mandala-cubaAnyone and everyone was encouraged to try to build their observation skills, listen to nature, own homes, raise their children with different thinking and defy long held, well promoted customs and laws. Unfortunately, some of these laws and customs remain ridiculously defiant.  (i.e. keeping thirsty, high maintenance lawns or not daring to hang your laundry outside). But other customs have quickly changed.  Many practices such as mulching, harvesting water into tanks or rain-gardens, recycling, composting and worm-farming are now commonplace around the world.
Above all, it was this immense naive optimism that enriched millions of people’s lives. The optimism achieved mundane targets of reduced their waste whilst offering grand hopes for a better future.

That’s how you create a culture!  You aim to question the values and change the habits.

cook-pool-dry-and-abandoned

Bill saw the desperate need for action and he led those willing to adapt.

Bill didn’t invent the wheel. Instead, he built the connections and handed us the steering wheel. Whilst he often acknowledged his mentors, he saw how a new set of values and design thinking could shape a new, sustainable, culture. These teachings were timely, insightful and brutally honest.

It’s Our Turn

rooster_coolAt the Sydney National Permaculture Convergence Bill said he ‘stood on the shoulders of giants’. Perhaps his sudden rise to fame after winning the alternative Nobel Prize gave Bill super-confidence. Or perhaps it was because he enjoyed shocking people into action.  Regardless of the root cause, Bill Mollison became Gladwell’s tipping-point salesman.

With his recent passing, it is now our turn to share the optimism, harvest information from the elders, support the new promoters,  and continue to forge ahead.

Ownership is Ours

Bill Mollison and April Sampson-KellyThe 70s change-makers didn’t just follow his ideas. They were enthusiastic about them and owned the results. Yes  they often failed but shared this and made continual improvements.  Because the small successes were so frequent and so sweet they pushed on. Slowly but surely, the work of these lone-wolf pioneers built the huge banks of knowledge and resources we now know as permaculture.

Consequently, this wealth of information and ideas now belongs to us all. This empowerment was conceived by optimism and fed by a sense of adventure. People had food in their bellies and many surprise side-products to savour.

Empowerment is a gift that last for generations.

hearing-aid-mechanicalThis empowered movement gave young people the confidence to build a better future. And many became those new change makers. As we enter each new era we need to keep our focus on empowering the young.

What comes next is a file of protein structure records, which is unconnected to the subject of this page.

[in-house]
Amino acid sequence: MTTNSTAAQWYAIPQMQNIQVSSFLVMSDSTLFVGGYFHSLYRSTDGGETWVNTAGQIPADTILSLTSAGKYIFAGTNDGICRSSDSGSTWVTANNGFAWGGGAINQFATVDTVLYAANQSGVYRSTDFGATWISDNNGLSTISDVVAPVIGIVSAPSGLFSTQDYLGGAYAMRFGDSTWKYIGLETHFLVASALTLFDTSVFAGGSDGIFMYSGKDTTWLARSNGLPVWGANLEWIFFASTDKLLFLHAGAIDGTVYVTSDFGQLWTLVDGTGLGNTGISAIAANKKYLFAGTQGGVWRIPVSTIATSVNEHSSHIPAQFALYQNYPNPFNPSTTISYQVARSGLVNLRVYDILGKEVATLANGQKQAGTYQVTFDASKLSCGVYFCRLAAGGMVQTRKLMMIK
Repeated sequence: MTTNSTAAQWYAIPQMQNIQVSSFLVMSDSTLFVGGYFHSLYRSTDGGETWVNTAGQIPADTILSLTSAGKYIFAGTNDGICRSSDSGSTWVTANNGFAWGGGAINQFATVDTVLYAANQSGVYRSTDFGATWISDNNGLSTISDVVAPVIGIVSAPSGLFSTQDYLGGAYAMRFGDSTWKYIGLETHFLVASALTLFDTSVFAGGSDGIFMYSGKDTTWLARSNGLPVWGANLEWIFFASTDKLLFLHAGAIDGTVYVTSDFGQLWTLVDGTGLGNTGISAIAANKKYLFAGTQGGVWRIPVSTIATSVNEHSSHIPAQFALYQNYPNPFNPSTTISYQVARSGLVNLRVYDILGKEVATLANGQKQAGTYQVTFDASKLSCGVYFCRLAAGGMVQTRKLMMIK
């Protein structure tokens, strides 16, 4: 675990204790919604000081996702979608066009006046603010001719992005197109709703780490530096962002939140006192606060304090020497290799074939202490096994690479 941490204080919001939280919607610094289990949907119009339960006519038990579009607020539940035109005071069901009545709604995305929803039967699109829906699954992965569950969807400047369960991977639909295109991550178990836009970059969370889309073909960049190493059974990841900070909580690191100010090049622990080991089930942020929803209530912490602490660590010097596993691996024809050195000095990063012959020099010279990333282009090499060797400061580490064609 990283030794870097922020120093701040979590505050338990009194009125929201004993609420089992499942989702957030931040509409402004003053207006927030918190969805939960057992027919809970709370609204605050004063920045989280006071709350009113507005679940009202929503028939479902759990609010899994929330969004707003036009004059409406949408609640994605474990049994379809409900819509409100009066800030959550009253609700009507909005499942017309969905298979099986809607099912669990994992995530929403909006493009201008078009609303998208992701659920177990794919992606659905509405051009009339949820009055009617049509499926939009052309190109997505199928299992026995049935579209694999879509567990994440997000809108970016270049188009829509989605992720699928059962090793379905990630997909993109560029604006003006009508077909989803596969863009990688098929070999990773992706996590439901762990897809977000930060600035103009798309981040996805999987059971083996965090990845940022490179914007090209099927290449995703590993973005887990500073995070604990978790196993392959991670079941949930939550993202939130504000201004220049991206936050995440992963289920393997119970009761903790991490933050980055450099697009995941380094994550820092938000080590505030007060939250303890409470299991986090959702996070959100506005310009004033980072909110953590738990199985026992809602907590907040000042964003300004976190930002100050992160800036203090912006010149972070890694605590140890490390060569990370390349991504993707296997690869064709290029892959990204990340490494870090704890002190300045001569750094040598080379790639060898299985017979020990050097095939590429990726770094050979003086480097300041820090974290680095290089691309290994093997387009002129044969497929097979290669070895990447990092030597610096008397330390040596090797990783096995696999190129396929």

Permaculture is now more than just growing food in the cities to reduce pressure on existing forests. Permaculture is also about the social development needed for a sustainable relationships. Building peaceful relationships with one another and with the earth.

unusual-foodsSince the 80s we have demonstrated how easy it is to grow food in the cities. We now turn our minds to developing the social aspects of Permaculture. This is the new frontier. With a similar  spirit of hopefulness we can generate extra-ordinary action.

Learn more with a personal mentor. Enrol Here

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Wicking – Amazing

transported raised beds at Earth Keepers in Buxton NSW

The Gentle Gardener’s Dream

sit back and enjoy not having to water
Lay back – you do not have to water your wicking pots every day
  • robust
  • low-maintenance
  • compact
  • highly productive
  • transportable (take your garden or farm with you)
  • suitable for hard surfaces including parking lots and roof-tops
  • a great way to use space underneath trees, not competing with the tree roots
  • able to be constructed and maintained without great physical strength. Perfect for families
  • suitable for wheelchair users and people who don’t want to bend over all day.
  • no dig, no carbon released into the atmosphere, no pain
  • less likely to get trashed by your chickens

Wicking For Pots and Open Gardens

Wicking beds can be built in large tubs, baths, barrels, ponds, or raised beds with a lining. However, if you too want to avoid plastics, you can recycle an old rainwater tank, a bathtub, a wooden barrel, or large old commercial food tin.

What’s Wicking?

Chicken drinking with straw

Wicking is a simple technique of letting water be sucked up by plants whenever they require it. This works the same way as a drinking straw. The straw works by creating a vacuum at the top. The water rises to fill that vacuum. In a similar way, the soil and plants can wick up water as they use it.

All we need to do is ensure:

1. a constant supply of water in the reservoir at the base and

2. enough wicking material to transport the water.

Good ‘ol Osmosis

Osmosis is nature’s way of transporting water through the soil and plants. Osmosis happens when we soak ourselves in a bath for a long time. Our skin gets puffy and wrinkled. Organic matter in soil soaks up the water one cell to another.

Earth Keepers excellent soil

Plants transpire water during the day and the sun dries out the surface of the land. This creates a vacuum of water at the top. Soil that is rich in organic materials, can carry moisture up to the dry surface by osmosis. [Remember to use mulch to reduce water loss.]

Stacking

Jeremy Yau of Sydney has lots of wicking beds because space is at a premium. And the surrounding trees give the home valuable shade in summer. Jeremy employs the permaculture principle of stacking. He has placed some wicking beds beneath tall trees in the chicken run. Some of the wicking tubs contain large shrubs. His chickens roam around the mini food jungle without being tempted to trash the plants. In fact, they get to nibble anything hanging over from the sides in a run that would normally be empty of pickings.